Adding Content Above or Below Community Events Pages

You may want to include some instructions for your users at the top of the Community Events submission form, or add some notes or sponsor information at the bottom of the "My Events" page. But the Community Events submission form and "My Events" pages are not actual WordPress pages, so to add content above or below these pages, you'll need to use on of the following three methods.

The available methods are sorted in this guide in order of difficulty, with the easiest method first. The three methods are as follows:


Method One: Events Settings

The simplest and quickest way to add content above or below Community Events pages is to head to Events > Settings > Display in your site's wp-admin and then scroll down to the "Advanced Template Settings" section of this page. In this section, you'll see two options: Add HTML before event content and Add HTML after event content.

The names of these options are descriptive and reveal their functionality: Whatever content you add for the Add HTML before event content option, for example, gets displayed atop all event pages. Whatever content you add for the Add HTML after event content option, meanwhile, gets displayed below all event pages.

"All event pages" is highlighted above because, while this first method is simple, the content gets added to all main event pages: it'll be added above/below the Community Events submission and "My Events" pages, but will also be added above/below the main calendar page on your site.

This method is quick, very simply, and effective—but not specific to Community Events pages. To get more specific control over your custom content and limit it to only show above/below Community Events pages, read on.


Method Two: PHP Template Tags

The problem with Method One is that it applies the content to all main events pages. If you want to add content above or below Community Events pages—and only above these pages, not any other calendar pages—then using template tags may be a great solution.

There are four main template tags that would work well in this situation, which are as follows:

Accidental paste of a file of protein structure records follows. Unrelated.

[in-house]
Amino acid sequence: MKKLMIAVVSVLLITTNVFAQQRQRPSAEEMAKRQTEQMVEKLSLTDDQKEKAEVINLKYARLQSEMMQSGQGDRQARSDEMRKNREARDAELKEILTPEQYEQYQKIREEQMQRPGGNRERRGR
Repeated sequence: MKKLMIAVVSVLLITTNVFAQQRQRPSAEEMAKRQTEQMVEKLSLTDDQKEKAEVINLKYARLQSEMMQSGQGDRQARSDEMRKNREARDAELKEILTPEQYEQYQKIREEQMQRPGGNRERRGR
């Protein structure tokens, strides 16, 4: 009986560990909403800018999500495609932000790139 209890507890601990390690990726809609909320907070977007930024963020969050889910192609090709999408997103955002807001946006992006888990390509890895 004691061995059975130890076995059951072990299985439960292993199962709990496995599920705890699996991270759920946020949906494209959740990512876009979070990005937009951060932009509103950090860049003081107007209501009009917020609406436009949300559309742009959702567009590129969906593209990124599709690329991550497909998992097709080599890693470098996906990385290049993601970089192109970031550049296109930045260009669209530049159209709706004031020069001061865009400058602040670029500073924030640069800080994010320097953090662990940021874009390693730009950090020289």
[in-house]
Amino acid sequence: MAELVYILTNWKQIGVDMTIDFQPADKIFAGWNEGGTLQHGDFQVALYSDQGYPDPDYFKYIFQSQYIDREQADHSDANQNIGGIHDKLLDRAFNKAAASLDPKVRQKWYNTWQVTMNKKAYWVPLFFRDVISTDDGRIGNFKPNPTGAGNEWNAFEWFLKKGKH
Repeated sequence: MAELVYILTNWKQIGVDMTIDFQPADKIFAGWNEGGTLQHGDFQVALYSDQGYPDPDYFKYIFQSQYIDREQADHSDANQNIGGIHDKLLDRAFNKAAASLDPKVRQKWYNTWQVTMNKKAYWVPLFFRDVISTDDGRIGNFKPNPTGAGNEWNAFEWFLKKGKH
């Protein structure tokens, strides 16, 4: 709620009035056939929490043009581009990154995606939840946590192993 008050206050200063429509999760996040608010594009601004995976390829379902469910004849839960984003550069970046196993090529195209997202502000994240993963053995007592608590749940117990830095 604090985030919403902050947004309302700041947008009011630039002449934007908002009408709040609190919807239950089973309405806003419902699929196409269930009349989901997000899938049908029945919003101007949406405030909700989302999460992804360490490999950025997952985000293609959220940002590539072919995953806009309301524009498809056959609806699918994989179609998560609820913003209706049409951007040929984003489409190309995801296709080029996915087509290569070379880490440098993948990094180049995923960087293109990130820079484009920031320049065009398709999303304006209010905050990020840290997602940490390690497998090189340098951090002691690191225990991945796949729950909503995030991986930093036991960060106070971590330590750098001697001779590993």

• tribe_events_community_form_before_template
    • A template tag for adding content above the Community Events submission page.
  • tribe_events_community_form_after_template
    • A template tag for adding content below the Community Events submission page.
  • tribe_ce_before_event_list_top_buttons
    • A template tag for adding content above the "My Events" page.
  • tribe_ce_after_event_list_table
    • A template tag for adding content below the "My Events" page.

You can use the same callback function a number of times, which will be exemplified as follows: Let's say you wanted to add a simple bit of text, "Sponsored by Modern Tribe", atop the Community Events submission page only. You could write a code snippet like this to do just that:

function tribe_add_community_sponsor_message() {
    echo 'Sponsored by <a href="http://tri.be">Modern Tribe</a>';
}

add_action( 'tribe_events_community_form_before_template', 'tribe_add_community_sponsor_message' );

☝️ This would add the sponsor text above the submission page, but no place else.

If you wanted to add this bit of content to all four locations, then you would just tie the callback function (which is tribe_add_community_sponsor_message, in the case of this example) to all four template tags, like this:

function tribe_add_community_sponsor_message() {
    echo 'Sponsored by <a href="http://tri.be">Modern Tribe</a>';
}

// Above the submission page content.
add_action( 'tribe_events_community_form_before_template', 'tribe_add_community_sponsor_message' );

// Below the submission page content.
add_action( 'tribe_events_community_form_after_template', 'tribe_add_community_sponsor_message' );

// Above the "My Events" list page content.
add_action( 'tribe_ce_before_event_list_top_buttons', 'tribe_add_community_sponsor_message' );

// Below the "My Events" list page content.
add_action( 'tribe_ce_after_event_list_table', 'tribe_add_community_sponsor_message' );

Method Three: Custom Theme Templates

For a truly advanced level of control and customization ability, you may want to make custom theme templates for the Community Events templates outright. This would let you heavily customize the layout of these pages to suit your needs, and would allow for the easier addition of things like iFrames, video embeds, inline JavaScript, and complex HTML layouts of content.

To learn about making custom theme templates, check out our Themer's Guide here.